Friday, December 16, 2005


A few years ago now, C. and I went camping in Virginia to celebrate her October birthday. The canopy of these trees shaded us as we hiked Pocahontas Trail early on our second afternoon. I am thinking today of how much I would love to take her back to that same small campsite with our crazy neighbors who brought a boom box, a TV, and some kind of oven to "rough it" for the weekend.

I'm not sure how we got to the places we are now--birthdays have come and gone for the both of us...we've each given birth to daughters in the time since. But, that weekend looms large in my imagination as almost the only chunk of time I've spent with my sister alone in my adult life. And, if I think deeply--perhaps in my entire lifetime...when I was nine years old, my brilliant, blonde, beautiful sister left for college. At that tender age, I missed her madly. Or, maybe I knew life would sweep us up in the current--I saw how little we had in common then...a fourth grader and a college freshman.

Those differences would remain, it turned out: I wasn't the honor role student, athletic, popular, genius, driven young woman my sister was in high school. I floundered, kept to myself, cultivated a few close friendships, and penned poems about death and the meaning of life. C.'s friends were just like her--all Model U.N. and top of the class. Mine tended to find trouble everywhere--and I was always there, too afraid to participate, but guilty by association just the same. People gently teased her and called her "Madonna" by her senior year...I got "hippie chick". C. lived in the world of numbers and linear thinking--I could literally pass an entire afternoon watching the shifting patterns of light on the hardwood floor.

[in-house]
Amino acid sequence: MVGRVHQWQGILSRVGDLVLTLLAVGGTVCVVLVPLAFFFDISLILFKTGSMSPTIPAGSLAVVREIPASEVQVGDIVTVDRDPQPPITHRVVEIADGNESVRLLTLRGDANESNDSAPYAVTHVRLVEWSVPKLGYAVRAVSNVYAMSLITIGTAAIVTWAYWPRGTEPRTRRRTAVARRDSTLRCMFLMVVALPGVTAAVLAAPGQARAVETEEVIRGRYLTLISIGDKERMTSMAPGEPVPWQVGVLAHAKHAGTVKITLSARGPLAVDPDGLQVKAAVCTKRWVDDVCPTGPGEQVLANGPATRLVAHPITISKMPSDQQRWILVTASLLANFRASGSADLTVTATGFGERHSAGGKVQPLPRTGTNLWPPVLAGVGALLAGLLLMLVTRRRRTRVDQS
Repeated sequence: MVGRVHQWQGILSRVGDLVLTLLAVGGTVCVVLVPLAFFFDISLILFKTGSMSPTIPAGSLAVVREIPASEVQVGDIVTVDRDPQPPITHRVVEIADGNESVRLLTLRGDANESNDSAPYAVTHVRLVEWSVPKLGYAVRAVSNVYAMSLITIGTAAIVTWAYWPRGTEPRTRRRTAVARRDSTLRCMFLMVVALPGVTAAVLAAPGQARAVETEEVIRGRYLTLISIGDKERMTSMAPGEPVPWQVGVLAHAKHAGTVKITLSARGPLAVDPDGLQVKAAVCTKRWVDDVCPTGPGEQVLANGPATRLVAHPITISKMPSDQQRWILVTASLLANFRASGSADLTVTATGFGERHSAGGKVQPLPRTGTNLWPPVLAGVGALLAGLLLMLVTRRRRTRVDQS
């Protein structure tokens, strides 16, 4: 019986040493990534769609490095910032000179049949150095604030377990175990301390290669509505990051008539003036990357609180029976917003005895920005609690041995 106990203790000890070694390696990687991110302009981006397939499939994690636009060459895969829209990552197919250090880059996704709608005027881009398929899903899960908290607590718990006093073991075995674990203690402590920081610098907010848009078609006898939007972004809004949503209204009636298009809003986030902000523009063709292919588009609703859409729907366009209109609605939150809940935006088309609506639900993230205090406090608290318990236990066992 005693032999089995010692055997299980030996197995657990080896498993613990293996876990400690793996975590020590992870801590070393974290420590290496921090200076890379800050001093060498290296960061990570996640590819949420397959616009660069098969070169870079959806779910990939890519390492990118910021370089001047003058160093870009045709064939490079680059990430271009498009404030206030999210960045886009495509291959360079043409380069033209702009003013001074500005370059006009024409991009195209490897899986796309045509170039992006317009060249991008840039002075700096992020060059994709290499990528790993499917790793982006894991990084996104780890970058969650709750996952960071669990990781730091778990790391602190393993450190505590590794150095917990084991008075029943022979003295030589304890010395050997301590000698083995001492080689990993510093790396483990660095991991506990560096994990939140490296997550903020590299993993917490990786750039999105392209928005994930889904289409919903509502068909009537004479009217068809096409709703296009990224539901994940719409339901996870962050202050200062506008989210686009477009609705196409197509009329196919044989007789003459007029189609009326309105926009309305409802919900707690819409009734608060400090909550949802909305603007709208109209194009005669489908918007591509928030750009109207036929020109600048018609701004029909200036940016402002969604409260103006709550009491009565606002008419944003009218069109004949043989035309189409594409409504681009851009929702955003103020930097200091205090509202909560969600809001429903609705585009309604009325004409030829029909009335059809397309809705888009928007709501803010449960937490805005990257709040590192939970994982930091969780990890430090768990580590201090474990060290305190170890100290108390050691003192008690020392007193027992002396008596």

Even now, we don't have much in common...she is stronger than I am, she is more patient and dedicated to her whole life. I am still shifting around in my roles, still seeing how they fit, falling short--getting up--and trying things again. I guess we really haven't changed all that much. When my third child was a girl--one of my first thoughts was about the joy of the two sisters I would be raising together. My eldest is driven and genius--like my sister...she is scientific and well-liked. Her classmates call her "the expert". But, she will cry for children starving a world away and pass a morning counting clouds...just like her mama. My younger daughter is strong and physical--like C.--but, look at her the wrong way and she'll break down about it, like yours truly, and you can bet when she's old enough, she'll write a poem about how it all went wrong.

I see glimmers of my childhood in my children and my sister's children...they have our memories embedded in their DNA. I am thinking of my weekend away with C. and how badly I want to have another one. We'll find another shelter of trees to light our too-tall blazes in with the firewood neither of us had the heart to steal. (see...we do have some similarities!) Day and night...fair and dark...Republican and doesn't matter. We are sisters.


Blogger C said...

This is amazing and, as the linear thinker, I am reluctant to put anything into words because I never had the gift to be so eloquent. I, too, remember the camping weekend and the peace we felt then. What comes to mind immediately is it was one of the few times I can recall you being completely relaxed and not at all self-conscious or worried! It’s interesting what a difference of perspective makes - I don’t see myself as all that strong or patient. In fact, I envy your patience with your children and your ability to create a separate self outside of the role of mother. I also see glimmers of you in my oldest daughter - she loves to sing, is more abstract and wears funky earrings. Hopefully, we can mesh the best of both of us in our children, especially our daughters, and end up raising a hippie chick with Madonna’s confidence (and fashion sense - ha, ha!)

10:05 AM  
Blogger Left-handed Trees... said...

Thank you for your comments--eloquent words from the "linear" girl. I appreciate you more than you know.

11:56 AM  
Blogger Left-handed Trees... said...

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